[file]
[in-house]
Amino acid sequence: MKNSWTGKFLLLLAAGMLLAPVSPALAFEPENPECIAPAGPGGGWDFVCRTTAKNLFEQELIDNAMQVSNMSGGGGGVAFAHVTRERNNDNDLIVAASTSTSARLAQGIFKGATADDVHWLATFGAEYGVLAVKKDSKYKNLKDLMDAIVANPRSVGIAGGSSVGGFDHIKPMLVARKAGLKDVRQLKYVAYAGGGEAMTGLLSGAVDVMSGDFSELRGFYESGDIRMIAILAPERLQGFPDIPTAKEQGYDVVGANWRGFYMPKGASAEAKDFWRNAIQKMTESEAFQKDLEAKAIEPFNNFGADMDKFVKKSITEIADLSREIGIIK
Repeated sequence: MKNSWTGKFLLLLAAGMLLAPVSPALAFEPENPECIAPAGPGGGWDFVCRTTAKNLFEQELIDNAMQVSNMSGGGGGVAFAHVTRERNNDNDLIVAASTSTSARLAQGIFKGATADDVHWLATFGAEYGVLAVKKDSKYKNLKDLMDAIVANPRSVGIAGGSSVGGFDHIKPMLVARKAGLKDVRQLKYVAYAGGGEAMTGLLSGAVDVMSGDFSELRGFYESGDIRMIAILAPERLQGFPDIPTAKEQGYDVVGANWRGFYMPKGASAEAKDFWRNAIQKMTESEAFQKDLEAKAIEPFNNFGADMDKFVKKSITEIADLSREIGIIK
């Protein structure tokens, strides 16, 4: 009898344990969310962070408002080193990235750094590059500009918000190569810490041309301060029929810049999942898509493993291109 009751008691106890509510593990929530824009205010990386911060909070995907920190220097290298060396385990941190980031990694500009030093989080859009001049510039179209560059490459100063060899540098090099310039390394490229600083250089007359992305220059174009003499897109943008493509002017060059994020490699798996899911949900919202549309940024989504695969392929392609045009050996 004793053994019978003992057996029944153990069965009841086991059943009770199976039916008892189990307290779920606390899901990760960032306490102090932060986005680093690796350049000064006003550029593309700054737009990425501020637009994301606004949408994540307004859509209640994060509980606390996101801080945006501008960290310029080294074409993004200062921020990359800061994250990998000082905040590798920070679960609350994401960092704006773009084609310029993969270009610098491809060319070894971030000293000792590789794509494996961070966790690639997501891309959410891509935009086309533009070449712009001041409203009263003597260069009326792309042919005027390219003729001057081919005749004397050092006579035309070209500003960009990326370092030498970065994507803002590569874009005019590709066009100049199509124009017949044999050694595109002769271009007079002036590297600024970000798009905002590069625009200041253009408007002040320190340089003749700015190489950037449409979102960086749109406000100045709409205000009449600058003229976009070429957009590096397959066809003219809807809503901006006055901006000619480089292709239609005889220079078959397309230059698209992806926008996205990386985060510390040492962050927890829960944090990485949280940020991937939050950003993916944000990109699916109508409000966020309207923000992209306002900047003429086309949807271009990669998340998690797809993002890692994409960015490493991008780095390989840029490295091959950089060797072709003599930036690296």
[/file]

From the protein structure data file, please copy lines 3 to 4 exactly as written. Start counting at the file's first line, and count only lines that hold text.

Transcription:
Repeated sequence: MKNSWTGKFLLLLAAGMLLAPVSPALAFEPENPECIAPAGPGGGWDFVCRTTAKNLFEQELIDNAMQVSNMSGGGGGVAFAHVTRERNNDNDLIVAASTSTSARLAQGIFKGATADDVHWLATFGAEYGVLAVKKDSKYKNLKDLMDAIVANPRSVGIAGGSSVGGFDHIKPMLVARKAGLKDVRQLKYVAYAGGGEAMTGLLSGAVDVMSGDFSELRGFYESGDIRMIAILAPERLQGFPDIPTAKEQGYDVVGANWRGFYMPKGASAEAKDFWRNAIQKMTESEAFQKDLEAKAIEPFNNFGADMDKFVKKSITEIADLSREIGIIK
């Protein structure tokens, strides 16, 4: 009898344990969310962070408002080193990235750094590059500009918000190569810490041309301060029929810049999942898509493993291109 009751008691106890509510593990929530824009205010990386911060909070995907920190220097290298060396385990941190980031990694500009030093989080859009001049510039179209560059490459100063060899540098090099310039390394490229600083250089007359992305220059174009003499897109943008493509002017060059994020490699798996899911949900919202549309940024989504695969392929392609045009050996 004793053994019978003992057996029944153990069965009841086991059943009770199976039916008892189990307290779920606390899901990760960032306490102090932060986005680093690796350049000064006003550029593309700054737009990425501020637009994301606004949408994540307004859509209640994060509980606390996101801080945006501008960290310029080294074409993004200062921020990359800061994250990998000082905040590798920070679960609350994401960092704006773009084609310029993969270009610098491809060319070894971030000293000792590789794509494996961070966790690639997501891309959410891509935009086309533009070449712009001041409203009263003597260069009326792309042919005027390219003729001057081919005749004397050092006579035309070209500003960009990326370092030498970065994507803002590569874009005019590709066009100049199509124009017949044999050694595109002769271009007079002036590297600024970000798009905002590069625009200041253009408007002040320190340089003749700015190489950037449409979102960086749109406000100045709409205000009449600058003229976009070429957009590096397959066809003219809807809503901006006055901006000619480089292709239609005889220079078959397309230059698209992806926008996205990386985060510390040492962050927890829960944090990485949280940020991937939050950003993916944000990109699916109508409000966020309207923000992209306002900047003429086309949807271009990669998340998690797809993002890692994409960015490493991008780095390989840029490295091959950089060797072709003599930036690296």